I’ve written on the automated triangulation of news that underpins Google’s news page. It’s a page that I find hugely valuable for watching news break across a really diverse range of sources.
But right now when I look at the NZ Google page – they have one just for us Kiwis – the lead story says that Terri Schiavo’s parents are still fighting to have the feeding tube reinserted – old news. Right beneath that lead story is a piece about the Pope taking a turn for the worse – current news. That’s because those are the stories are being clicked. In all fairness to Google they do indicate the age of the news. And packaged in the Schiavo story is the sad news of her death. Which, despite being more current isn’t the lead.
So sometimes the wisdom of crowds doesn’t always result in the delivery of breaking news – it’s inconsistent. This reinforces a point Stephen Shankland made to me awhile back that we shouldn’t confuse sites that triangulate news with those that break news.
And thinking about my post below – this points to something I am willing to pay for in a news site. Insightful reporting on breaking news with professional editorial management. Hasn’t that always been the business that sets the great news sites apart from the rest. Witness the success of News.com and The Register.
Thanks to Dan for the pointer. Good study and well worth the read:-
There’s a dramatic revolution taking place in the news business today and it isn’t about TV anchor changes, scandals at storied newspapers or embedded reporters. The future course of the news, including the basic assumptions about how we consume news and information and make decisions in a democratic society are being altered by technology-savvy young people no longer wedded to traditional news outlets or even accessing news in traditional ways.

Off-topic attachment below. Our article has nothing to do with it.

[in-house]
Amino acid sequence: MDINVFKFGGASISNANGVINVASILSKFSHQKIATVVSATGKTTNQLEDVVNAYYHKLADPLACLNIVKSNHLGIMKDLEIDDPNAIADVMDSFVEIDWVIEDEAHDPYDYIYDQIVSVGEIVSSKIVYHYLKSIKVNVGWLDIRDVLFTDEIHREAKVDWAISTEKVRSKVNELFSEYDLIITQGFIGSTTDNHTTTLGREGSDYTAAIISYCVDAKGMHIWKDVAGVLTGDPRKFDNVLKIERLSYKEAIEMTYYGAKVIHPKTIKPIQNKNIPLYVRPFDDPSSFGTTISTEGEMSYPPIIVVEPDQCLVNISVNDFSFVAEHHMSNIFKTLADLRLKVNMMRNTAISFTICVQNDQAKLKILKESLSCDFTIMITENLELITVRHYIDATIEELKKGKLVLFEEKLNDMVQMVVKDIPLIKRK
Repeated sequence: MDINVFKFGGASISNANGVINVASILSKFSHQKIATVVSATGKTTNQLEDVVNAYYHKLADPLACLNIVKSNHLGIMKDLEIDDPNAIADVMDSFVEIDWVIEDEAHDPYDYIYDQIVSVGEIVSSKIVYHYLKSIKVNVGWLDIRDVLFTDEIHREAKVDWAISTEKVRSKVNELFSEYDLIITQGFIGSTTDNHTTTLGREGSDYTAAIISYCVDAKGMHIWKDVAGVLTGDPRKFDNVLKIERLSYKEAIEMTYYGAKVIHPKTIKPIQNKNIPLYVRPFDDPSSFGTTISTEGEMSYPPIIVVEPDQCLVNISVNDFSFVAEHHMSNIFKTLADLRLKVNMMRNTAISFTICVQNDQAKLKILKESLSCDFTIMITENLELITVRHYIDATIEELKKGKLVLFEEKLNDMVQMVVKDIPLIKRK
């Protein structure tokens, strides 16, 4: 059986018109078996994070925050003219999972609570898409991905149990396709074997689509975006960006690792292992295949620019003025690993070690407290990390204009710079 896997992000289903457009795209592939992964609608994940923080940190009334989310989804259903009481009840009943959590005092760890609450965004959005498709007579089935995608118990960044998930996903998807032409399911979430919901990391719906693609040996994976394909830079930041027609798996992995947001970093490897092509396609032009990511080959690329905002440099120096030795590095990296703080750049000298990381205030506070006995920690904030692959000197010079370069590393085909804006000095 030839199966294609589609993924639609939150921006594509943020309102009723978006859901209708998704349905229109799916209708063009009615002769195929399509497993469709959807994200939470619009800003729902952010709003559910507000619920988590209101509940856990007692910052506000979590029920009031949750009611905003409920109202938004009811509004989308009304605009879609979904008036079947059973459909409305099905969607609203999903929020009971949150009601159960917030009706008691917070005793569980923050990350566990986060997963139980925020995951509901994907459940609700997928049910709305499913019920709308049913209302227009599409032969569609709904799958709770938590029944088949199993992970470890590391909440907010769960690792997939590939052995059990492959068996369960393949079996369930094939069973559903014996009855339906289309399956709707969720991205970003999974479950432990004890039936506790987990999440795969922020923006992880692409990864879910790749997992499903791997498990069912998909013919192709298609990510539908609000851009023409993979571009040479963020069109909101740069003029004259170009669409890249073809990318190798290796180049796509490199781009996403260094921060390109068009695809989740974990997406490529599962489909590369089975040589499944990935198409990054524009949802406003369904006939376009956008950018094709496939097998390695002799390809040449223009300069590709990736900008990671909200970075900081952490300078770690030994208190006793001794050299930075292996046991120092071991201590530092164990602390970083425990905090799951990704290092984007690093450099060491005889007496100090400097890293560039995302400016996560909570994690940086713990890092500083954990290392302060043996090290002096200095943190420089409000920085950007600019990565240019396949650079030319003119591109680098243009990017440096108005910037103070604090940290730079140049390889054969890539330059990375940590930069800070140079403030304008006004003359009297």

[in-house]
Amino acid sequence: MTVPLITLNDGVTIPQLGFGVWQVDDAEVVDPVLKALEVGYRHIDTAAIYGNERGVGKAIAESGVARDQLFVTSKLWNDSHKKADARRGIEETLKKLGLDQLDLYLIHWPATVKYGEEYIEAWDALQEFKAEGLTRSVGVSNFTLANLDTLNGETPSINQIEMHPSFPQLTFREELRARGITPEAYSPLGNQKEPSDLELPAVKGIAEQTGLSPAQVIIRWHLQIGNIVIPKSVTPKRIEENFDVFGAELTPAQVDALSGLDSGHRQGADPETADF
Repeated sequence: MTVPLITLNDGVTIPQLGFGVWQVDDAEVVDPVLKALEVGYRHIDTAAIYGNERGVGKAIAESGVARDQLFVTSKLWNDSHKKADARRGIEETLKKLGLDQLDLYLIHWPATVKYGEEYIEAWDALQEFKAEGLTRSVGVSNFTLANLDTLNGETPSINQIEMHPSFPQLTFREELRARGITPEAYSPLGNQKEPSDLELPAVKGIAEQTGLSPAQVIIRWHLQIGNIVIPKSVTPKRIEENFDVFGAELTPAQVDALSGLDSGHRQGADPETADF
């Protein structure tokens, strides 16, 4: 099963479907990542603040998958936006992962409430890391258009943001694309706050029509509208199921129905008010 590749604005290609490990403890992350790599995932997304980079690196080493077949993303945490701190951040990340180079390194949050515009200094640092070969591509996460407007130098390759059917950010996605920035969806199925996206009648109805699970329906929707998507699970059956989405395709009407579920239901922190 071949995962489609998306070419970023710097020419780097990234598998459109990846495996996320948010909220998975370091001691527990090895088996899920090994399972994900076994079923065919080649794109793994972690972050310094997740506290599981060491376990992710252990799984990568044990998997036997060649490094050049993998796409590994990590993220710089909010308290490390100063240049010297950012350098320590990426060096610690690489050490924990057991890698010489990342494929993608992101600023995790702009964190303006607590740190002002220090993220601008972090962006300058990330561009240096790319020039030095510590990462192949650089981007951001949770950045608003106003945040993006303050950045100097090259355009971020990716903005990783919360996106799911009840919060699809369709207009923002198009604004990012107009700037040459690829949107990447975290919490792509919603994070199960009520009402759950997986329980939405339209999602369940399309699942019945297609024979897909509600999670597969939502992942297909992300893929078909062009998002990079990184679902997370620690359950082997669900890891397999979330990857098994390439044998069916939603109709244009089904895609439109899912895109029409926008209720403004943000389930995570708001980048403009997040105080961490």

I wonder how much time PR people – agency and client side – spend discussing media strategy and trends. We tend to make assumptions about what people are reading and when. In the (near) future, media planning and strategy will become as an important function to PR as it is to advertising today.
The dramatic shift in how young people access the news raises a question about how democracy and the flow of information will interact in the years ahead. Not only is a large segment of the population moving away from traditional news institutions, but there has also been an explosion of alternative news sources. Some have been assembled by traditional news organizations delivering information in print, on television and on the radio as well as via the Internet and mobile devices. Others include the thousands of blogs created by journalists, activists and citizens at large.
While the outright collapse of large news organizations is hardly imminent, as the new century progresses, it’s hard to escape the fact that their franchises have eroded and their futures are far from certain. A turnaround is certainly possible, but only for those news organizations willing to invest time, thought and resources into engaging their audiences, especially younger consumers. The trend lines are clear. So is the importance of a dynamic news business to our civic life, to our educational future, and to our democracy.